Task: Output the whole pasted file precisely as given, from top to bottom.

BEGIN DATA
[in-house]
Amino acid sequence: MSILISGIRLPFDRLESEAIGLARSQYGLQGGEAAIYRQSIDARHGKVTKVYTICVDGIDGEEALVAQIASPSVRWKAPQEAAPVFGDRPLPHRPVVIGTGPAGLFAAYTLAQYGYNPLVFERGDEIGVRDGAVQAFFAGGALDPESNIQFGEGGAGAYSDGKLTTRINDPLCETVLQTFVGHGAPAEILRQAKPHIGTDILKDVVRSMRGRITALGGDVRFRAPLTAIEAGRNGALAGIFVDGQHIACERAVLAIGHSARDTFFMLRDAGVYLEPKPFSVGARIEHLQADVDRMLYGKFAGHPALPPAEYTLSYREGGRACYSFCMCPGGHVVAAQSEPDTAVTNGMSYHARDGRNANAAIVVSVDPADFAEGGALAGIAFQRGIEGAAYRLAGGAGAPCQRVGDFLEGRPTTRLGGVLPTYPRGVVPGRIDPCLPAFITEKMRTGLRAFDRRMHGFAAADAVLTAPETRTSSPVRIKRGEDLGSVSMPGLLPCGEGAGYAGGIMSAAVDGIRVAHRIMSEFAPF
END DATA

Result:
[in-house]
Amino acid sequence: MSILISGIRLPFDRLESEAIGLARSQYGLQGGEAAIYRQSIDARHGKVTKVYTICVDGIDGEEALVAQIASPSVRWKAPQEAAPVFGDRPLPHRPVVIGTGPAGLFAAYTLAQYGYNPLVFERGDEIGVRDGAVQAFFAGGALDPESNIQFGEGGAGAYSDGKLTTRINDPLCETVLQTFVGHGAPAEILRQAKPHIGTDILKDVVRSMRGRITALGGDVRFRAPLTAIEAGRNGALAGIFVDGQHIACERAVLAIGHSARDTFFMLRDAGVYLEPKPFSVGARIEHLQADVDRMLYGKFAGHPALPPAEYTLSYREGGRACYSFCMCPGGHVVAAQSEPDTAVTNGMSYHARDGRNANAAIVVSVDPADFAEGGALAGIAFQRGIEGAAYRLAGGAGAPCQRVGDFLEGRPTTRLGGVLPTYPRGVVPGRIDPCLPAFITEKMRTGLRAFDRRMHGFAAADAVLTAPETRTSSPVRIKRGEDLGSVSMPGLLPCGEGAGYAGGIMSAAVDGIRVAHRIMSEFAPF